The African National Congress, the country’s governing political party, has been mandated to sever diplomatic relations with Israel. The downgrading of ties to Israel could not have come at a worse time for Cape Town.
The African National Congress, the country’s governing political party, has been mandated to sever diplomatic relations with Israel, according to South African Minister of Science and Technology Naledi Pandor and confirmed by the South African parliament’s official Twitter account. Pandor’s announcement follows a previous ANC resolution to downgrade South Africa’s embassy in Tel Aviv into a “liaison office.”
The downgrading of ties to Israel could not have come at a worse time for Cape Town. The tourism and business capital of South Africa is in the throes of a three-year drought, with water taps throughout the city expected to go dry later this year. This would make Cape Town the first major city in the world to run out of water.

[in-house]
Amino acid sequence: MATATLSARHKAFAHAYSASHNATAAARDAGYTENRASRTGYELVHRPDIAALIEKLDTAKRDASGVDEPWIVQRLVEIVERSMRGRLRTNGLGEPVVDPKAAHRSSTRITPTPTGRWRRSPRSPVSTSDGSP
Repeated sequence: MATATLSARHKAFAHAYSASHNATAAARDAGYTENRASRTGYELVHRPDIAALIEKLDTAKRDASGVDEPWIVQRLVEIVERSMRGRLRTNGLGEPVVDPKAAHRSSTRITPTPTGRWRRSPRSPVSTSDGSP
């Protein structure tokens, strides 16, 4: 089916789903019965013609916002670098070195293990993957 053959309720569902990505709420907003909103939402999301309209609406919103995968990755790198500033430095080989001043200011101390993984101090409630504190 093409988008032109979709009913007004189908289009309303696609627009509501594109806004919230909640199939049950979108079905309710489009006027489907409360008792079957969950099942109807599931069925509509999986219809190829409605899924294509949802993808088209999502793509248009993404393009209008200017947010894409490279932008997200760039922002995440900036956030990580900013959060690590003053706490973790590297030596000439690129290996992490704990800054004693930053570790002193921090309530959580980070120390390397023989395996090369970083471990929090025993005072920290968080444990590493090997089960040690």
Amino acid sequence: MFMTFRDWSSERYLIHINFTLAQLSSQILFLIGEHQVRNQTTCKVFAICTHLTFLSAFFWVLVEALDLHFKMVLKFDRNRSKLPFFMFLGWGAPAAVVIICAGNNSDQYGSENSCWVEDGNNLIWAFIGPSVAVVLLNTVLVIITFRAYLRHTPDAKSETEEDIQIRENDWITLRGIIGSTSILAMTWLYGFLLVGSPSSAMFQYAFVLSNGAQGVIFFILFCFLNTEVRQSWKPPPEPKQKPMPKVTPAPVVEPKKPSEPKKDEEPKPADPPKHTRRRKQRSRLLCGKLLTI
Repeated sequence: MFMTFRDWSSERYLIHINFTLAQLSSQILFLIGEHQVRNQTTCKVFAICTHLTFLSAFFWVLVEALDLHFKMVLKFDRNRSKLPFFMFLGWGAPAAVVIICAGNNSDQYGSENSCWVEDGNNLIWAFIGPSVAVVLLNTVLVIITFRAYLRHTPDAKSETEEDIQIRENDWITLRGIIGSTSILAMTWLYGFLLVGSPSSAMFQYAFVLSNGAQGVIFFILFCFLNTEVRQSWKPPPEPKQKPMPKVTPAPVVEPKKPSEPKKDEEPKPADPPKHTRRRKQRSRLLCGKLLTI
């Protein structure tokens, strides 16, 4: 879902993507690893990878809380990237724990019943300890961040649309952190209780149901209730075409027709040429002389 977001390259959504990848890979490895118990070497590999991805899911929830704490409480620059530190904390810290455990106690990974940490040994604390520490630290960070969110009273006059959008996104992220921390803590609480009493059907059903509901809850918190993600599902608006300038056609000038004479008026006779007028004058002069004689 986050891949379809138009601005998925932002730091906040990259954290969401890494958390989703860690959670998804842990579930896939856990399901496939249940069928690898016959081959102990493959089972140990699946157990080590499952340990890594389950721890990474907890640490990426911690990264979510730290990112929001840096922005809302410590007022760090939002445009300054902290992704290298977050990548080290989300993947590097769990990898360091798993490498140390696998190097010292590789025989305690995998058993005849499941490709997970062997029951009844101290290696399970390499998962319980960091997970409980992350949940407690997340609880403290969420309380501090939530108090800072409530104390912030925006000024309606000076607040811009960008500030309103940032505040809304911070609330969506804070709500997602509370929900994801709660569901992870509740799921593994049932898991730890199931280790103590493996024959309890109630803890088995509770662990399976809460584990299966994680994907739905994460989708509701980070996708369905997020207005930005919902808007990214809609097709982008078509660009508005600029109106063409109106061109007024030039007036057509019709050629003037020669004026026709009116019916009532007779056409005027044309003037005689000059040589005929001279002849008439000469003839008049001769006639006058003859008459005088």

Israel is world-renowned for its expertise in water conservation, providing clean and drinkable water to its people without fail. Despite 60 percent of the country’s landmass consisting of desert, along with being hit with the worst drought the Mediterranean has seen in 900 years, Israel has remarkably been able to supply its multi-billion-dollar agricultural export economy and provide surplus water to the neighboring Kingdom of Jordan and Palestinian Authority.
Yet despite Israel’s repeated offers to send its desalination experts to help, South African officials have ignored or rebuffed Israel’s proposal for ideological reasons. As highlighted by The Wall Street Journal, Israel has trained water technicians in over 100 countries. Nevertheless, South Africa signed a memorandum of understanding with Iran to help develop South Africa’s water infrastructure.
Iran might very well be the last place anyone should go for advice on water management. A former Iranian agriculture minister predicted that as many as 50 million Iranians would need to be uprooted because of growing water scarcity.